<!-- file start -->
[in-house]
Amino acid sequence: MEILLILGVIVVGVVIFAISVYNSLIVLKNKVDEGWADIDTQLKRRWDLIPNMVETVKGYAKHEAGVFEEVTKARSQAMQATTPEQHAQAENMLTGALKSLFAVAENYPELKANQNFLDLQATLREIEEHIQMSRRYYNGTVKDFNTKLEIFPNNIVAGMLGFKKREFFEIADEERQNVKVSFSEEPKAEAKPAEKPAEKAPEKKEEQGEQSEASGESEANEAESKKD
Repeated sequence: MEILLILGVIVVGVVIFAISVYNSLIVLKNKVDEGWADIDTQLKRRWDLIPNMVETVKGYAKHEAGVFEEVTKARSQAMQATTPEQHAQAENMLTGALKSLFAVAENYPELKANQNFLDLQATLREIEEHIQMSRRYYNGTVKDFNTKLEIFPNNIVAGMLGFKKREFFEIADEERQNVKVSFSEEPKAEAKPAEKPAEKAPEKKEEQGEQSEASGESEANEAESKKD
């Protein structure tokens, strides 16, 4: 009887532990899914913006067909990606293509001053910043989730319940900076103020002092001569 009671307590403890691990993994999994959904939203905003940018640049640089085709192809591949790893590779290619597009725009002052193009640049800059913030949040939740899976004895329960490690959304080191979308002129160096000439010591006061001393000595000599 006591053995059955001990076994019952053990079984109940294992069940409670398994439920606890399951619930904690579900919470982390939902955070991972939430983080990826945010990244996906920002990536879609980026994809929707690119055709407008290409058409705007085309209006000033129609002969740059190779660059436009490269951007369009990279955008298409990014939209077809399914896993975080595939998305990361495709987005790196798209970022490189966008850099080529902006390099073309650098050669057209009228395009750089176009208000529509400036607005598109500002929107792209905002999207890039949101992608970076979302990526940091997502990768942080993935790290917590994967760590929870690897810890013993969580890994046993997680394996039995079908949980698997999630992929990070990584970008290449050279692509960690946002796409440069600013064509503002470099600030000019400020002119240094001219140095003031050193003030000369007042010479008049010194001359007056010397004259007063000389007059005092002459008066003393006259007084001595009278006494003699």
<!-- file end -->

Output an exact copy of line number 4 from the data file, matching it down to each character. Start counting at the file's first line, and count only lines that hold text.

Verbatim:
């Protein structure tokens, strides 16, 4: 009887532990899914913006067909990606293509001053910043989730319940900076103020002092001569 009671307590403890691990993994999994959904939203905003940018640049640089085709192809591949790893590779290619597009725009002052193009640049800059913030949040939740899976004895329960490690959304080191979308002129160096000439010591006061001393000595000599 006591053995059955001990076994019952053990079984109940294992069940409670398994439920606890399951619930904690579900919470982390939902955070991972939430983080990826945010990244996906920002990536879609980026994809929707690119055709407008290409058409705007085309209006000033129609002969740059190779660059436009490269951007369009990279955008298409990014939209077809399914896993975080595939998305990361495709987005790196798209970022490189966008850099080529902006390099073309650098050669057209009228395009750089176009208000529509400036607005598109500002929107792209905002999207890039949101992608970076979302990526940091997502990768942080993935790290917590994967760590929870690897810890013993969580890994046993997680394996039995079908949980698997999630992929990070990584970008290449050279692509960690946002796409440069600013064509503002470099600030000019400020002119240094001219140095003031050193003030000369007042010479008049010194001359007056010397004259007063000389007059005092002459008066003393006259007084001595009278006494003699």